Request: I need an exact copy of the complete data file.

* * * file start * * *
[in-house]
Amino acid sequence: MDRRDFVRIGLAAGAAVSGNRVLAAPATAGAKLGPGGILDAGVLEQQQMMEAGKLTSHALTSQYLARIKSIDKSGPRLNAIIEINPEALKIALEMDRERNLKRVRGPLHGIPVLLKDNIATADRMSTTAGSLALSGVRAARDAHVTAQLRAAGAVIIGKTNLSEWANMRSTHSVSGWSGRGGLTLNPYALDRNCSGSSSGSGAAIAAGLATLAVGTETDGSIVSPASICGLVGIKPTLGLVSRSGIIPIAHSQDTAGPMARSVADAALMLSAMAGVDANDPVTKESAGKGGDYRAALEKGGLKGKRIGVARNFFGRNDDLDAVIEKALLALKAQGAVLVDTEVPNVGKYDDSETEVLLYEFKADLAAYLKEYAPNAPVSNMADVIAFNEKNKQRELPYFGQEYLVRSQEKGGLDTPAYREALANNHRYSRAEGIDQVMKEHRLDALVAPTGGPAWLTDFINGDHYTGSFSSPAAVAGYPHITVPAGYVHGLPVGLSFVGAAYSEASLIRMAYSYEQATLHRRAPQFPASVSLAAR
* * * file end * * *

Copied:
[in-house]
Amino acid sequence: MDRRDFVRIGLAAGAAVSGNRVLAAPATAGAKLGPGGILDAGVLEQQQMMEAGKLTSHALTSQYLARIKSIDKSGPRLNAIIEINPEALKIALEMDRERNLKRVRGPLHGIPVLLKDNIATADRMSTTAGSLALSGVRAARDAHVTAQLRAAGAVIIGKTNLSEWANMRSTHSVSGWSGRGGLTLNPYALDRNCSGSSSGSGAAIAAGLATLAVGTETDGSIVSPASICGLVGIKPTLGLVSRSGIIPIAHSQDTAGPMARSVADAALMLSAMAGVDANDPVTKESAGKGGDYRAALEKGGLKGKRIGVARNFFGRNDDLDAVIEKALLALKAQGAVLVDTEVPNVGKYDDSETEVLLYEFKADLAAYLKEYAPNAPVSNMADVIAFNEKNKQRELPYFGQEYLVRSQEKGGLDTPAYREALANNHRYSRAEGIDQVMKEHRLDALVAPTGGPAWLTDFINGDHYTGSFSSPAAVAGYPHITVPAGYVHGLPVGLSFVGAAYSEASLIRMAYSYEQATLHRRAPQFPASVSLAAR